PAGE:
Updated: Feb 19, 2022
For many families, this time of year comes with big changes. Daily routines of wake-up, bedtime, and meals may alter significantly. Downtime for younger kids decreases as schedules often become overloaded with clubs, sports, events, and meetings. On the other end of the spectrum, college kids who spent so much time at home this summer suddenly disappear like a ripped off bandaid. Add in the rush to gather all the needed supplies, getting everything in place, finishing up family vacations and projects. Oh, plus there's that pesky little deadly pandemic that's going on. Some kids don't know if they're going back to school, some are only going for part of the semester, others will be home-schooled. Don't even get me started on the masks! I get it. My niece is headed off to college in a week and I am freaking a little bit (ok a lot). This entire situation is so stressful for everyone - including the family pet. So I thought I'd share some ideas for helping make things a little better. Here, I will focus primarily on the kids who will be leaving for school, whether it be college or preschool or anything in between.
The humans all understand what's going on, but the pet has no clue what is happening or why and some become really stressed out. Pets can be like spongy mirrors when it comes to household stress: they absorb a lot of it while also reflecting it back. While many are incredibly resilient, others are very sensitive.
The family doesn't necessarily have to be emotionally stressed. In fact, they may be calm. Simply the change in activity and scheduling can be enough to rock a pet's world. Pets become accustomed to habits like spending a lot of time with their families, others have grown to love adventures and special trips or events. Then one day, there is a flurry of excitement and the humans are gone. By being aware that this may be a difficult adjustment for pets and planning in advance, families can help reduce feelings of anxiety, confusion, or just plain loneliness and potentially avoid unforeseen behavior problems. Some pets may develop undesirable behaviors such as accidents in the house, destructive chewing, or a general lack of manners. Others may become depressed, clingy, or lose their appetite. Following are a few suggestions to help make things a little bit easier for the family pet(s).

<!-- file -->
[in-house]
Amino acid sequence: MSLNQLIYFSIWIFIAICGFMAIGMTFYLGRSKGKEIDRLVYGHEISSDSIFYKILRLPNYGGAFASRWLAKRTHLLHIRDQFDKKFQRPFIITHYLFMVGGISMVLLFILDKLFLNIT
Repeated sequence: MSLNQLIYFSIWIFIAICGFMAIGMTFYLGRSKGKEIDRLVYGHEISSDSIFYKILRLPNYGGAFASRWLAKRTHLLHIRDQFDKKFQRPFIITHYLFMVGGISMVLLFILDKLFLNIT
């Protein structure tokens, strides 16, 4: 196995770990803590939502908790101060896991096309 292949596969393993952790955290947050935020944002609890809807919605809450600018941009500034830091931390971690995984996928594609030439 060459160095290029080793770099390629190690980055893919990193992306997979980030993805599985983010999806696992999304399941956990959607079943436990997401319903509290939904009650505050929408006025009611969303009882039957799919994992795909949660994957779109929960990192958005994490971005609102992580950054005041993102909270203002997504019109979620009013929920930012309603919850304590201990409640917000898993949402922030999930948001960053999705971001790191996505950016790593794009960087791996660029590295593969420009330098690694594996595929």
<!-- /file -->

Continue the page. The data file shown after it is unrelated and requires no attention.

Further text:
Integrate gradual changes into your schedule and routine early. Sudden, significant changes can really upset a pet and cause problems. The child may be sad to be leaving the pet and want to spend every second together, but this can often magnify the pet's distress when that time comes. This may mean spending less quantity of time with the family pet but more quality of time.
Pet-proof the house before leaving pets alone the first day – even if your pet was fine while being alone all summer, it’s better to be safe than sorry! If your dog barks excessively at strangers or other dogs out the window, try placing frosted film to keep them calmer. If they can't see, they bark less! Look for adhesive-free film to make your life easier.
Consider restricting access to the entire house by closing doors, using baby-gates, or crating. Having less space to wander in often helps to reduce stress. If your pet used to be crate trained, start having them spend short periods of time in their crate before school time comes. However, don't just toss them in the crate and leave! Gradually increase how much time they spend alone and keep en eye out for signs of separation-related distress. Sudden isolation can create on-going issues.
Consider leaving the radio or TV on to keep your pet company or to mask noises outside the house that may cause anxiety. Classical and reggae music or music specifically for cats or dogs is a great idea, while programming that may have agitating sounds should be avoided (ex: knocking, doorbells, dogs barking, etc.).
Provide mental and physical exercise especially before the last person leaves every day. Interactive toys that consume a bit of time as well as mental energy can be helpful. Kong’s filled with frozen snacks are fun and long-lasting, or a toy that releases treats or breakfast such as, Kong Wobbler or Kibble Nibble or Eggzerciser are great examples. Provide afternoon breaks for young, ill, or elderly dogs by going home during lunch, hiring a pet walker, or getting the help of a trusted friend or neighbor. For many pets, accidents in the house can be distressing. Ensure weekly energy outlets through walks, playtime, at-home training time, or even enrolling a new training class such as nose work.
Update identification if your pet is the kind that might slip out the door in the morning confusion especially during the first few days. Some pets may even escape when they are bored or anxious. Check that ID tags have current phone numbers and microchips are active with accurate information to help improve their chances of safely getting home.
Family meetings are great times to review that play and remind everyone to make an effort to help pets adjust. If you see any questionable behaviors now or if concerning behaviors start to develop later, don't wait! They will not resolve themselves and the longer they continue, the harder they can be to address. Reach out to an experienced professional who utilizes positive, reward-based techniques for assistance right away. You may even want to consult with a professional to help you come up with plan of action for really sensitive or anxious pets sooner. Trust me, start the process now. You'll thank me later.